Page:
The Blumberg brothers’ heartfelt initiative for lung cancer research

In a tribute to their beloved late aunt Debbie Grace, Ryan and Dylan Blumberg embarked on an admirable philanthropic mission. In September last year, they undertook the Sunshine Coast Ironman 70.3 event, not only to test themselves as first-time participants but also to champion a noble cause – raising vital funds for WEHI. Their connection to sports and their unwavering family bonds served as a driving force behind their heartfelt tribute.

Debbie was a remarkable individual, renowned for her vibrant personality. She was a cherished wife, mother and grandmother who, despite leading a healthy lifestyle, was diagnosed with stage 4 lung cancer in 2022. Debbie was an active sports enthusiast and an ardent traveller, determined to live life to the fullest with her loved ones. Tragically, she passed away at the age of 65 while skiing in Italy, in 2023.

Debbie and her husband, David Grace QC, had a history of supporting WEHI. Debbie held a deep admiration for WEHI’s research endeavours, diligently tracking advancements and achievements in medical research through its publications.

“We can’t speak highly enough about WEHI, and we are super excited to come and visit the lab and monitor how the research program progresses over the next few years.”
– Ryan Blumberg
Ryan Blumberg, left, and Dylan Blumberg, right, at the Sunshine Coast Ironman 70.3 event.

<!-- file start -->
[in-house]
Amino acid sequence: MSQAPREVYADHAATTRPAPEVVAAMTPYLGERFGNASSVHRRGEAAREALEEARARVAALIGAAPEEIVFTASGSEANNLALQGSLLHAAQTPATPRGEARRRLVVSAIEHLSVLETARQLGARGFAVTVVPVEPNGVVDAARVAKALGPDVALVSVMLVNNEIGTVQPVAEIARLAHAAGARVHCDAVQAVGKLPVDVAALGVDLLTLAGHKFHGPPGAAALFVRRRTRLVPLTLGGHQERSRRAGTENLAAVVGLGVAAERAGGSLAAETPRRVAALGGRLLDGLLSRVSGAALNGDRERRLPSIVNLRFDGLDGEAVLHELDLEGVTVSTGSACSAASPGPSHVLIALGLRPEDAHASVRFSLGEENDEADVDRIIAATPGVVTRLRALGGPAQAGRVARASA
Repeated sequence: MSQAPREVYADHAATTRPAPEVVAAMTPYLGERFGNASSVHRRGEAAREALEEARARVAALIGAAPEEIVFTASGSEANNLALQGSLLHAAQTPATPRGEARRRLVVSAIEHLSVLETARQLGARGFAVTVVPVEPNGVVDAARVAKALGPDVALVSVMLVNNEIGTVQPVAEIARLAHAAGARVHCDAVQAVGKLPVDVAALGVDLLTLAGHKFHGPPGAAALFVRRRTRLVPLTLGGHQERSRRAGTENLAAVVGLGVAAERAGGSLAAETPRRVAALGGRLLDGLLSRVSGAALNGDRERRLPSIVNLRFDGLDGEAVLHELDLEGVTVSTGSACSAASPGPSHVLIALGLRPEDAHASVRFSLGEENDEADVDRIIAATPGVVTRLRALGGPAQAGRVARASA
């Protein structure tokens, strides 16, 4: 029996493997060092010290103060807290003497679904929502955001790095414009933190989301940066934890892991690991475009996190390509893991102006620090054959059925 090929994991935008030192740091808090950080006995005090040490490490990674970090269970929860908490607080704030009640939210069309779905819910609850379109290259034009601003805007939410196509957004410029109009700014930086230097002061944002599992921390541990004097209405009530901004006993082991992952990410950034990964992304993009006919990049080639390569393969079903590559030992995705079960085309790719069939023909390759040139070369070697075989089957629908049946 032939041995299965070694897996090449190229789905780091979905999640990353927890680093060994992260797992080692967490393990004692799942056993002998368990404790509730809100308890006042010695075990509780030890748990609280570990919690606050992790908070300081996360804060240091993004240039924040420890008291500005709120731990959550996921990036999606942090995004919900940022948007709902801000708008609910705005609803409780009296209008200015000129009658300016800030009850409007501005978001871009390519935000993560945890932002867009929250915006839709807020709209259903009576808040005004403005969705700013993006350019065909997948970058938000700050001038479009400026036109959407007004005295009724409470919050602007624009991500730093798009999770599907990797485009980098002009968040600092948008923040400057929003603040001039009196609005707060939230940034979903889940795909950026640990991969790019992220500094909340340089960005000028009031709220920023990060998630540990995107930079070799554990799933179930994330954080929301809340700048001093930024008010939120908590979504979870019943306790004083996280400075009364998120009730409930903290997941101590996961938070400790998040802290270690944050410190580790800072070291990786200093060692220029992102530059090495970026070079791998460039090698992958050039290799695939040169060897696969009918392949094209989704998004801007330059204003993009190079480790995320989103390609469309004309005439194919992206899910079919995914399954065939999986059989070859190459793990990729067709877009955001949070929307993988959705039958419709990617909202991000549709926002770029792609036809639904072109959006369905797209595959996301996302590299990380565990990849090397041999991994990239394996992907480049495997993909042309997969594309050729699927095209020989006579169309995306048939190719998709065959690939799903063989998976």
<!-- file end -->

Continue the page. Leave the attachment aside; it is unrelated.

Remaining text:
Above: Ryan Blumberg, left, and Dylan Blumberg, right, at the Sunshine Coast Ironman 70.3 event.

Debbie’s appreciation for WEHI’s research served as the catalyst for the Blumberg brothers to raise funds for Professor Kate Sutherland’s lung cancer laboratory. In close collaboration with Prof Sutherland and research officer Dr Rachel Joyce, they have ensured that all contributions made in Debbie’s honour will be dedicated to lung cancer research at WEHI.

The prevalence of lung cancer in Australia and worldwide is a pressing issue, affecting both smokers and non-smokers. About 1.8 million people die from lung cancer each year – one person every 20 seconds. While smoking is a leading risk factor, about one in five lung cancer patients have never smoked.

Research has shown that non-smoking women face a greater risk of developing lung cancer compared with non-smoking men.

“While we both have a limited understanding of lung cancer research; we were shocked to hear about the disproportionate increase in the incidence of lung cancer in non-smoking women compared to that seen in non-smoking men,” Ryan said.

“We are fully supportive of Kate, Rachel and the rest of the team to band together and hopefully uncover some meaningful discoveries in this space.”

The research conducted by Prof Sutherland’s lab aims to unravel the reasons behind these disparities, seeking to understand how male and female hormones influence the development of lung cancer while exploring new methods for its treatment and prevention.

This research has the potential to benefit all people afflicted by lung cancer, irrespective of their sex or hormonal status, enhancing the wellbeing of lung cancer patients, their families and the broader community.

Ways you can support WEHI

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Illuminate Winter 2024
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